(Reuters) – Brent oil dipped on Tuesday after topping $80 per barrel for the first time in nearly three years, as a five-day rally ran out of steam with investors locking in profits.
Oil benchmark prices have been on a tear, with fuel demand growing and traders expecting major oil-producing nations will decide to keep supplies tight when the Organization of the Petroleum Exporting Countries (OPEC) meets next week.
Brent dipped 44 cents, or 0.6%, to $79.09 a barrel, after reaching its highest level since October 2018 at $80.75.
U.S. West Texas Intermediate (WTI) crude fell 16 cents, or 0.2%, to $75.29 a barrel, after hitting a session high of $76.67, highest since July.
“You probably have a fair amount of profit-taking, because we’ve had a pretty extraordinary run-up in prices,” said Andrew Lipow, president of Houston-based consultancy Lipow Oil Associates. “We might have a little bit of a respite here as the market evaluates what the supply and demand dynamics are.”
The market also faces headwinds from a power crunch in China, the world’s biggest energy consumer.
“Recent power rationing to industries in China to drive down emissions could weigh on economic activity, potentially offsetting the tailwind from incremental diesel use in power generation,” investment bank Barclays said.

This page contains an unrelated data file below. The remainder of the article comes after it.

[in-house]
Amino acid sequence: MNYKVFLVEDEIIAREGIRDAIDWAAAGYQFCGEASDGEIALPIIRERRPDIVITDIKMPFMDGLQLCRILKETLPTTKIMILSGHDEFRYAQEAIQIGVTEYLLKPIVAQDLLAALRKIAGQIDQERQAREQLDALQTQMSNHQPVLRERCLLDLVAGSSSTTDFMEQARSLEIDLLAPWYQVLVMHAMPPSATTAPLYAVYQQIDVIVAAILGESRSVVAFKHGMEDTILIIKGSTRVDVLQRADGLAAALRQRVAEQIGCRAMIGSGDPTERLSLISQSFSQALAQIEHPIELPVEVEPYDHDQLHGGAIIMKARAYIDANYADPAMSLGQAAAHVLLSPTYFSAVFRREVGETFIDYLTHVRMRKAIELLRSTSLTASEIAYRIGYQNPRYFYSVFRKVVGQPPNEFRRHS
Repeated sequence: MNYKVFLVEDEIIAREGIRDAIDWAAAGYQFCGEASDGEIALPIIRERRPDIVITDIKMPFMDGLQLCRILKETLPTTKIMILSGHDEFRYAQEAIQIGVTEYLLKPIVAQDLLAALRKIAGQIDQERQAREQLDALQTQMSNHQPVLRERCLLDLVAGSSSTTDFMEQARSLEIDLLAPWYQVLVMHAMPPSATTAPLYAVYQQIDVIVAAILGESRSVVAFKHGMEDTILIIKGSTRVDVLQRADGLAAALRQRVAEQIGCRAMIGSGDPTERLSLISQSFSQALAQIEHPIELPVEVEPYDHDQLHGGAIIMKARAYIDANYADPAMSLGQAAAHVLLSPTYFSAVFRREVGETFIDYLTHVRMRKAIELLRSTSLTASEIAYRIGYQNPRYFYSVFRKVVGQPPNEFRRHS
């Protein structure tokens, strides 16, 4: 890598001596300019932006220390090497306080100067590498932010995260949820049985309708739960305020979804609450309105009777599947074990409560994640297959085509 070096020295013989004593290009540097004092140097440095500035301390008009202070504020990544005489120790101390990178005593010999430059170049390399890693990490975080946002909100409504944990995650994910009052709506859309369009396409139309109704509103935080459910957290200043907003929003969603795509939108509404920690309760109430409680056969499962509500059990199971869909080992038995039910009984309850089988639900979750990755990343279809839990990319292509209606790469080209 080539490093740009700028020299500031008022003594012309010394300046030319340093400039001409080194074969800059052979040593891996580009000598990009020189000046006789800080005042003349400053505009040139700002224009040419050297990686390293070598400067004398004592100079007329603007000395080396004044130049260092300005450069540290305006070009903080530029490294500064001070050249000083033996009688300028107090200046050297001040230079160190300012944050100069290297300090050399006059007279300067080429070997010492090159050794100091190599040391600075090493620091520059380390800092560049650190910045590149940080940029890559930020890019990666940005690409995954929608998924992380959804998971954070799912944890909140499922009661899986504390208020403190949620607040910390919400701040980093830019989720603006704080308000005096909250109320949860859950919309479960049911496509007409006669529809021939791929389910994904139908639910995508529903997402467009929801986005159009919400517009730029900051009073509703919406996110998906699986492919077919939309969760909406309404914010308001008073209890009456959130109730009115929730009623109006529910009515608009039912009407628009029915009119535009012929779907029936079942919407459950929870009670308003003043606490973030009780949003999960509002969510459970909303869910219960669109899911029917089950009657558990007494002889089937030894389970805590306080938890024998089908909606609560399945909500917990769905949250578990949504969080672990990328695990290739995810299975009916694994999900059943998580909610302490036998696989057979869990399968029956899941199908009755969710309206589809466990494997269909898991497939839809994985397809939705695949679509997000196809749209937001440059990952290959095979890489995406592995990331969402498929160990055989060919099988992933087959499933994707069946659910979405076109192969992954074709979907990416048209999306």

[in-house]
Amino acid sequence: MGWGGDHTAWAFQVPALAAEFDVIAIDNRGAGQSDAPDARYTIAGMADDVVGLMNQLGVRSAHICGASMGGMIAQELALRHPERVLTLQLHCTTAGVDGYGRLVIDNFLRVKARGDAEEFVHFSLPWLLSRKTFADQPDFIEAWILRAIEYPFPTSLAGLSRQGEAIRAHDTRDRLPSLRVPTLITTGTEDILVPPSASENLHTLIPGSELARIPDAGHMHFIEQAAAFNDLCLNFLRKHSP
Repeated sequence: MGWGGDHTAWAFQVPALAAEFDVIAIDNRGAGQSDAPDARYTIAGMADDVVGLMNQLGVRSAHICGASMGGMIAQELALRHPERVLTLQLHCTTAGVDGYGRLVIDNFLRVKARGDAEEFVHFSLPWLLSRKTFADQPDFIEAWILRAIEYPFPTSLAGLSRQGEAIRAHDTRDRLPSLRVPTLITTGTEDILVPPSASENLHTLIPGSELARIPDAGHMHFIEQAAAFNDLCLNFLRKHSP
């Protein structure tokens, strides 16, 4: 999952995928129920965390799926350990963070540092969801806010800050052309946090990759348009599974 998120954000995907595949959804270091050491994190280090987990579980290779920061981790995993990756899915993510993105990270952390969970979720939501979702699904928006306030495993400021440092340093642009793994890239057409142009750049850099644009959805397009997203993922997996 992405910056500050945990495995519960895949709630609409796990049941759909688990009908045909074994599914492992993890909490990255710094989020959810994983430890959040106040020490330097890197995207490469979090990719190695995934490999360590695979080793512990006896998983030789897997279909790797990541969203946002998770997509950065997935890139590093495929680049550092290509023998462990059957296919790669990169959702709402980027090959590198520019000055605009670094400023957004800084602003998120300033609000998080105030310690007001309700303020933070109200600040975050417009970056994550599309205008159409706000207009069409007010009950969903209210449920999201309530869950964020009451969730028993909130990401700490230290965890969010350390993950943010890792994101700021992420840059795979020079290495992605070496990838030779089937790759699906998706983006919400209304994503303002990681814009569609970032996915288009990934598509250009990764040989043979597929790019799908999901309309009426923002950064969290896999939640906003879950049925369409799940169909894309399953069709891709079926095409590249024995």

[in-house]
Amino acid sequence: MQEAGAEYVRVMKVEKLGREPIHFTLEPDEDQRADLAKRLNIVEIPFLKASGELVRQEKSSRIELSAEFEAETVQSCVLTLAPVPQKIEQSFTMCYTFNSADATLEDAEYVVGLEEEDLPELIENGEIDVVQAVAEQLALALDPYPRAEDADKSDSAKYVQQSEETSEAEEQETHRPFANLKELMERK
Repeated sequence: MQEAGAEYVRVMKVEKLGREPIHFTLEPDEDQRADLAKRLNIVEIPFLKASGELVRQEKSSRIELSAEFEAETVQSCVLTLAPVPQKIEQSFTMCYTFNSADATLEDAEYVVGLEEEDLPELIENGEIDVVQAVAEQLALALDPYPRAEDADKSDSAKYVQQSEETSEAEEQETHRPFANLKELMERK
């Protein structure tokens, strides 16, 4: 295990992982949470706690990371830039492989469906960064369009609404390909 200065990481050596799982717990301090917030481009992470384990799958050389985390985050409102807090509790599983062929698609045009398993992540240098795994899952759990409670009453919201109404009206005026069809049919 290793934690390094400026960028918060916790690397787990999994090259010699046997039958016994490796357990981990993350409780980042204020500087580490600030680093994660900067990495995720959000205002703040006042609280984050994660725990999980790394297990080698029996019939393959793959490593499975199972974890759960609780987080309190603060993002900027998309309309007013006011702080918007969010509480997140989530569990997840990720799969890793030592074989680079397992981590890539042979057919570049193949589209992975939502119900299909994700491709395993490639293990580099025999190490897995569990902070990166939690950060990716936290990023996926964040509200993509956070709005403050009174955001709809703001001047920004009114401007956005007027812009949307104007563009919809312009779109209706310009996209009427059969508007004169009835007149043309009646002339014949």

Some investors worried that contagion from a Chinese housing bubble could hit the country’s economy and therefore oil demand, said Louise Dickson, senior oil markets analyst at Rystad Energy. China is the world’s top oil importer.
Oil demand will grow sharply in the next few years as economies recover from the pandemic, OPEC forecast on Tuesday, adding that the world needed to keep investing in production to avert a crunch even as it makes the transition to cleaner forms of energy.
Several members of the OPEC+ group of producers, which includes OPEC ally Russia and several other countries, cut output during the pandemic, and have been having trouble ramping up to meet recovering demand.
Top African oil exporters Nigeria and Angola will struggle until at least next year to boost output to quotas set by OPEC, sources at their respective oil firms said, citing underinvestment and maintenance problems.
U.S. production has been impaired by Hurricanes Ida and Nicholas, which swept through the U.S. Gulf of Mexico in August and September, damaging platforms, pipelines and processing hubs.
(Reporting by Rod Nickel in Winnipeg, Ahmad Ghaddar in London and Yuka Obayashi in Tokyo; Editing by Jason Neely, Edmund Blair, David Gregorio and Cynthia Osterman)